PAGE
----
By Gregory Piatetsky, KDnuggets.
The recent post on KDnuggets
20 Questions to Detect Fake Data Scientists has been very popular - most viewed in the month of January.
However these questions were lacking answers, so KDnuggets Editors got together and wrote the answers to these questions. I also added one more critical question - number 21, which was omitted from the 20 questions post.
Here are the answers. Because of the length, here are the answers to the first 11 questions, and here is part 2.
Q1. Explain what regularization is and why it is useful.
Answer by Matthew Mayo.
Regularization is the process of adding a tuning parameter to a model to induce smoothness in order to prevent overfitting. (see also KDnuggets posts on Overfitting)
This is most often done by adding a constant multiple to an existing weight vector. This constant is often either the L1 (Lasso) or L2 (ridge), but can in actuality can be any norm. The model predictions should then minimize the mean of the loss function calculated on the regularized training set.
Xavier Amatriain presents a good comparison of L1 and L2 regularization here, for those interested.
Fig 1: Lp ball: As the value of p decreases, the size of the corresponding L-p space also decreases.
Q2. Which data scientists do you admire most? which startups?
Answer by Gregory Piatetsky:
This question does not have a correct answer, but here is my personal list of 12 Data Scientists I most admire, not in any particular order.
Geoff Hinton, Yann LeCun, and Yoshua Bengio - for persevering with Neural Nets when and starting the current Deep Learning revolution.
Demis Hassabis, for his amazing work on DeepMind, which achieved human or superhuman performance on Atari games and recently Go.
Jake Porway from DataKind and Rayid Ghani from U. Chicago/DSSG, for enabling data science contributions to social good.
DJ Patil, First US Chief Data Scientist, for using Data Science to make US government work better.
Kirk D. Borne for his influence and leadership on social media.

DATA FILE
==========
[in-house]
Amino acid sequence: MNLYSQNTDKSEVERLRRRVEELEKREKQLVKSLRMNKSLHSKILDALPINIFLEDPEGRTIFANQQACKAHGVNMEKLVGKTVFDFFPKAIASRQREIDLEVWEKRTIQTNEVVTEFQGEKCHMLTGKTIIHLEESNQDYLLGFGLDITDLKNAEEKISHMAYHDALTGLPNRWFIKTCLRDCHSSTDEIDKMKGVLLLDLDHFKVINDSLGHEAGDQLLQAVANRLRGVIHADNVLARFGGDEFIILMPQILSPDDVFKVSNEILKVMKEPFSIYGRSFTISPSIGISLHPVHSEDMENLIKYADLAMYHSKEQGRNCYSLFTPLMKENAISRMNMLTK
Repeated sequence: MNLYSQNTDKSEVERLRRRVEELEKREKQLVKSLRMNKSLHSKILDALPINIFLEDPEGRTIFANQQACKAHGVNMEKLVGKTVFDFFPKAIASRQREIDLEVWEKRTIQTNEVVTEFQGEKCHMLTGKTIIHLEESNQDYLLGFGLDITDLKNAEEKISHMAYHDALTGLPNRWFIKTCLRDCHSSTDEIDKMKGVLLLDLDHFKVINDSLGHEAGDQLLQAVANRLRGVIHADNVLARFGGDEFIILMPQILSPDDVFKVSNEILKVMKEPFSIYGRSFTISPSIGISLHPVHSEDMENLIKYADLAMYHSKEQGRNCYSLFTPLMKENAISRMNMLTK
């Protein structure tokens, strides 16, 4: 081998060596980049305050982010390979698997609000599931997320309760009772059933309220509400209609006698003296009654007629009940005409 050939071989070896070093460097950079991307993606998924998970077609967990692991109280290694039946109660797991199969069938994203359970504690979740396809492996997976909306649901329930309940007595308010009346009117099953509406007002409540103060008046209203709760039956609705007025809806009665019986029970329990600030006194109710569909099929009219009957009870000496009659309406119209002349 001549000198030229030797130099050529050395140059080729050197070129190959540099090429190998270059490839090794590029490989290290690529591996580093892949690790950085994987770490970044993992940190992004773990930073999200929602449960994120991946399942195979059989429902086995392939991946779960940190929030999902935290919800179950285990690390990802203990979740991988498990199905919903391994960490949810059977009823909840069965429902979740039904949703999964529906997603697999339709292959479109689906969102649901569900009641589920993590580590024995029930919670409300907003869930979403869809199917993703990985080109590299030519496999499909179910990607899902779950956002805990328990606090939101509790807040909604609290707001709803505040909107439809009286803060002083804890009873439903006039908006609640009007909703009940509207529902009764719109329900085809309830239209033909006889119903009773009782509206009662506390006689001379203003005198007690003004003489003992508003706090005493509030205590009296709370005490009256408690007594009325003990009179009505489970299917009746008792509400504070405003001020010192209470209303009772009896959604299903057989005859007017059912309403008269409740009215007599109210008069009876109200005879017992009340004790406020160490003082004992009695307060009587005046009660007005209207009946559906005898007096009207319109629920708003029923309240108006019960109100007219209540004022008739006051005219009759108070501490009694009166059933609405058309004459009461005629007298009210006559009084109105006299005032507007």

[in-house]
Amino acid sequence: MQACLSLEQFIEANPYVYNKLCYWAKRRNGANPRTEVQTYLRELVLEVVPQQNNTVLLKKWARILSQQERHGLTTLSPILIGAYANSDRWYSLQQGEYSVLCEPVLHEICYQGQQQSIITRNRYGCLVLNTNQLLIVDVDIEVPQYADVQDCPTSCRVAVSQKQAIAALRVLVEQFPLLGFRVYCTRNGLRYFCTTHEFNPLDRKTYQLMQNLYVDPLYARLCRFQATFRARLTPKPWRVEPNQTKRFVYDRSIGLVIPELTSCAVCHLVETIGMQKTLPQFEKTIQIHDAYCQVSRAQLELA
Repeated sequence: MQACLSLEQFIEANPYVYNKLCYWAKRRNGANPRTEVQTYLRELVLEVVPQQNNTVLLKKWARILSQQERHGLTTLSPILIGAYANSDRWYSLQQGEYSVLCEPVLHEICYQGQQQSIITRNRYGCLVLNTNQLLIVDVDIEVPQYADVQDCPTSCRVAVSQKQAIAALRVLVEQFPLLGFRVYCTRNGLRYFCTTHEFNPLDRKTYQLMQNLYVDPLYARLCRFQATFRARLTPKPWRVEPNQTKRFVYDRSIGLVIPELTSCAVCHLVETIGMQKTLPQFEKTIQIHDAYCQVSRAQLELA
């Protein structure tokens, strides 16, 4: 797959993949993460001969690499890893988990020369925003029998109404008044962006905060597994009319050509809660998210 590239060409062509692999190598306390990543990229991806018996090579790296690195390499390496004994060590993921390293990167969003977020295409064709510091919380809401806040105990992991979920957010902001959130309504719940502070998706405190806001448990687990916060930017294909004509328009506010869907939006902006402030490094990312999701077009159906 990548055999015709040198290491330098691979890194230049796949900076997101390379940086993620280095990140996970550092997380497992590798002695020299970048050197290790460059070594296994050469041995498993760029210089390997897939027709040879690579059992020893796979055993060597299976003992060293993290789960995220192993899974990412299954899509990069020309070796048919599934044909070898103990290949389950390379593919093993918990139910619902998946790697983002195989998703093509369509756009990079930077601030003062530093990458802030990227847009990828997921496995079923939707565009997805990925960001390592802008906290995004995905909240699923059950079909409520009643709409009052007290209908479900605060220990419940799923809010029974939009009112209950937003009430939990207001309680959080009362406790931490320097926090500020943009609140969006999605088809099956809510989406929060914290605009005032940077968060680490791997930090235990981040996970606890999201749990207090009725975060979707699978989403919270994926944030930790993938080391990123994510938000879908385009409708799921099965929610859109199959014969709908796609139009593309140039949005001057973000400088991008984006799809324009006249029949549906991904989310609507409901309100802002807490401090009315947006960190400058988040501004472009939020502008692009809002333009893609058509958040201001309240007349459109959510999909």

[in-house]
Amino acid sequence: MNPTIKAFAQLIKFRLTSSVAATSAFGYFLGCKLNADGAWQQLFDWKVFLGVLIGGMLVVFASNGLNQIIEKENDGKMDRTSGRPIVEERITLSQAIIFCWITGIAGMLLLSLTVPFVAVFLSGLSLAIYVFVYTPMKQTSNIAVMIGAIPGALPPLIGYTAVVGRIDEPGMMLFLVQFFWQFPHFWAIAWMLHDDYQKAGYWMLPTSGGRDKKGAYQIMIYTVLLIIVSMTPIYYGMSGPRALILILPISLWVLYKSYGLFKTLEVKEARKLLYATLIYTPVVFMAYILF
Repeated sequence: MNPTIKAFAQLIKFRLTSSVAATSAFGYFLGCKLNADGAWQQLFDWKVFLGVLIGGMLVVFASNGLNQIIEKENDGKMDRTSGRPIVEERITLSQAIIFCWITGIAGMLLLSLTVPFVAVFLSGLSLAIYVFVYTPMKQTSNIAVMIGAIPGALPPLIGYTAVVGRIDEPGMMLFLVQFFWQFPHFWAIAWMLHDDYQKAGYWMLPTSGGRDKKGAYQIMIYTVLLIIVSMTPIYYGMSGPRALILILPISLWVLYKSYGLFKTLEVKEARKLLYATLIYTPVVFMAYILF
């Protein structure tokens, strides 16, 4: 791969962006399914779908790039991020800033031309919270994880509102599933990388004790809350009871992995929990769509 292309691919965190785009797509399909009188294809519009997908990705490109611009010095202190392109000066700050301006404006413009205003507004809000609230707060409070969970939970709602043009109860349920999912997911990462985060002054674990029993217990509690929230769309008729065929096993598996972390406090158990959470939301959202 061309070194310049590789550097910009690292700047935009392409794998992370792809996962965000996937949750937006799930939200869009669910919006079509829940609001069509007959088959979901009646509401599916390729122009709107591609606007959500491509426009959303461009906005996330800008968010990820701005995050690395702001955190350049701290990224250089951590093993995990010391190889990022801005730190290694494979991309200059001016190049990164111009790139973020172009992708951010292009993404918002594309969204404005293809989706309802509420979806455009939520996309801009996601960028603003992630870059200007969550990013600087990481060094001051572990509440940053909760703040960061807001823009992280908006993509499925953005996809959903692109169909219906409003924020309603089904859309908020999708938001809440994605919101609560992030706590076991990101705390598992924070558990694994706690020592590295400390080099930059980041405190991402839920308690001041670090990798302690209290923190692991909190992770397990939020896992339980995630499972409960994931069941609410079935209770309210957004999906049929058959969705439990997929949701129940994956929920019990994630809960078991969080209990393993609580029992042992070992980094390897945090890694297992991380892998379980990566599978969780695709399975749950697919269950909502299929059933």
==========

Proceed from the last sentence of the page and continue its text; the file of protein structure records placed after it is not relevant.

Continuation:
Claudia Perlich for brilliant work on ad ecosystem and serving as a great KDD-2014 chair.
Hilary Mason for great work at Bitly and inspiring others as a Big Data Rock Star.
Usama Fayyad, for showing leadership and setting high goals for KDD and Data Science, which helped inspire me and many thousands of others to do their best.
Hadley Wickham, for his fantastic work on Data Science and Data Visualization in R, including dplyr, ggplot2, and Rstudio.
There are too many excellent startups in Data Science area, but I will not list them here to avoid a conflict of interest.
Here is some of our previous coverage of startups.
Q3. How would you validate a model you created to generate a predictive model of a quantitative outcome variable using multiple regression.
Answer by Matthew Mayo.
Proposed methods for model validation:
- If the values predicted by the model are far outside of the response variable range, this would immediately indicate poor estimation or model inaccuracy.
- If the values seem to be reasonable, examine the parameters; any of the following would indicate poor estimation or multi-collinearity: opposite signs of expectations, unusually large or small values, or observed inconsistency when the model is fed new data.
- Use the model for prediction by feeding it new data, and use the coefficient of determination (R squared) as a model validity measure.
- Use data splitting to form a separate dataset for estimating model parameters, and another for validating predictions.
- Use jackknife resampling if the dataset contains a small number of instances, and measure validity with R squared and mean squared error (MSE).